In 1990, the Cannes Film Festival jury chaired by Bernardo Bertolucci awarded the Palme d’Or to “Sailor and Lula”. A few hours earlier, David Lynch discovered the urgently edited final version of his road movie carried by Laura Dern and Nicolas Cage.
Sailor and Lula : true romance
As he works on the series Twin Peaks, David Lynch discovers the novel Wild at Heart: The Story of Sailor and Lula by Barry Gifford thanks to series pilot producer Monty Montgomery. Won over by the book, the director decides to adapt it, putting aside the film noir project he is working on in parallel. Released in 1990, Sailor and Lula recounts the journey of two lovers drawn in spite of themselves into a whirlwind of fury and violence.
After spending two years in prison for manslaughter, Sailor (Nicolas Cage) is finally free as the air. When he leaves, Lula (Laura Dern) is waiting for him and the two hit the road. Disapproving of their love, Marietta Fortune (Diane Ladd) – Lula’s crazy mother – puts private detective Johnnie Farragut (Harry Dean Stanton) on their trail. Quickly losing her temper from waiting, she hires mobster Marcello Santos (JE Freeman) to eliminate Sailor.
Meanwhile, the couple multiplies strange and disturbing encounters on his way, crossing in particular the enigmatic wanderer Perdita Durango (Isabella Rossellini), or the killer with short teeth and fetid breath Bobby Peru (Willem Dafoe). Will Sailor and Lula’s love survive this trip to hell?
Crispin Glover, Grace Zabriskie and Sherilyn Fenn complete the cast of this road movie crazy and burning, which multiplies the references to the classic The Wizard of Oz. Chaining crazy situations and marked by absurd humor, the film is, in the words of its director:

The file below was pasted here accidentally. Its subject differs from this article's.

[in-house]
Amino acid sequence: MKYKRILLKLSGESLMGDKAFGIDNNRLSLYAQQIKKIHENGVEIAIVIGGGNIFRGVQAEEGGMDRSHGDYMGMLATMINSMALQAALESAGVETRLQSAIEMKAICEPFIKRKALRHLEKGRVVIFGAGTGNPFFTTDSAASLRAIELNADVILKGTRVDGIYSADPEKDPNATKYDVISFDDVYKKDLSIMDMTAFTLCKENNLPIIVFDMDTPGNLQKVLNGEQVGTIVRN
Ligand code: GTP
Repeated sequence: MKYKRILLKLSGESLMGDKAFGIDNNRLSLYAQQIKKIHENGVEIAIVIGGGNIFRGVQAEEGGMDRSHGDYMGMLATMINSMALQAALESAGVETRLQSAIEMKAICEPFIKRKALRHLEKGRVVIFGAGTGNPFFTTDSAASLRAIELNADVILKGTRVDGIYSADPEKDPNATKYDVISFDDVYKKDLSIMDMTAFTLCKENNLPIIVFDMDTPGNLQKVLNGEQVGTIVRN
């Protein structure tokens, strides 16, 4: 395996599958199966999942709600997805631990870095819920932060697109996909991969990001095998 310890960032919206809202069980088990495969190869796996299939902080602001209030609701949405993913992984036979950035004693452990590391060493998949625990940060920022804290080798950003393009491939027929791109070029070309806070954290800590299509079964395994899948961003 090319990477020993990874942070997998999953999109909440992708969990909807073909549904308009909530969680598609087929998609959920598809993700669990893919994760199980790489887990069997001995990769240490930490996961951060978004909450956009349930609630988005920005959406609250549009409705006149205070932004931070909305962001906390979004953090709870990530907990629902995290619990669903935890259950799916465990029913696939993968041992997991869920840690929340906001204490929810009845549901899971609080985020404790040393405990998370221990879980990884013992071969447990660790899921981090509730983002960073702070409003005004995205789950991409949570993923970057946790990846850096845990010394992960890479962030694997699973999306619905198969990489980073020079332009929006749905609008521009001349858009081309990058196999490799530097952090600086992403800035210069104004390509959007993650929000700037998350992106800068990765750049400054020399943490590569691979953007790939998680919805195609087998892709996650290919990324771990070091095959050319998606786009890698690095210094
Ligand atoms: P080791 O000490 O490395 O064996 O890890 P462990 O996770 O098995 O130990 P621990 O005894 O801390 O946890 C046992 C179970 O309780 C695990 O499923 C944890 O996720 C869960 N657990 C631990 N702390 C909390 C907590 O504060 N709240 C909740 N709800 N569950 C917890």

A love story that travels along a strange highway in the twisted modern world.
A first version that “went in all directions”
Once the filming of Sailor and Lula finished, David Lynch wishes to unveil the feature film at the Cannes Film Festival. He shared this desire with editor Duwayne Dunham, who was also in charge of the first episodes of Twin Peaks. He warns her that the deadlines will be very short but they both get to work.
Unable to count on his collaborator Alan Splet, David Lynch takes care of the sound editing himself. When he discovers the recordings concocted by the filmmaker, Duwayne Dunham hallucinates when he hears the effects. In the book Dream Space which retraces the career of the director, the editor remembers:
Complete the assembly of Sailor and Lula and of Twin Peaks at the same time, it was crazy, and no sane person would have tried such a thing. The first assembly of Sailor and Lula was four hours long, and the first time we showed it to a few people, David turned it on way too loud – but wow! it was breathtaking! It was so cool, it gave you goosebumps. But hey, it had neither head nor tail, it went in all directions.
The duo therefore goes back to the editing room and arrives at the final version of the film, which lasts a little over two hours. When testing this copy, David Lynch and Duwayne Dunham face another problem :
The first time we saw the final cut of the film, it was midnight, at Skywalker Sound, and the speakers blew.
Last minute adjustments for David Lynch
In the aftermath, the filmmaker and the editor fly to Cannes, forced to take with them this potentially damaged copy. Two days later, an assistant arrives at the festival with a new copy. Having still not been able to see the feature film, David Lynch insists on being able to test it in full, when he is normally only entitled to a test of about twenty minutes. Duwayne Dunham says:
Each film in competition was entitled to twenty minutes to carry out a sound and image test before screening. Ours was scheduled for midnight, because we were the closing film, first we went on David Bowie’s yacht, who was having a party, and then it was time to jump in a little zodiac and go watch our twenty minutes.
I was still cutting stuff in the credits the day of the screening, and we still hadn’t seen it! When we entered the room, David went to the booth to see the projectionist: ‘We’ve never seen this film, so we’re going to watch it in full’. As the guy dithered, David shot back: ‘Listen, it’s like this and no other way’.
The following day, the jury chaired by Bernardo Bertolucci awarded the Palme d’Or to Sailor and Lula, amid applause and boos. An “electric” atmosphere according to Duwayne Dunham, and necessarily unforgettable.
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Sailor and Lula: a look back at David Lynch’s electric arrival at the Cannes Film Festival – CinéSéries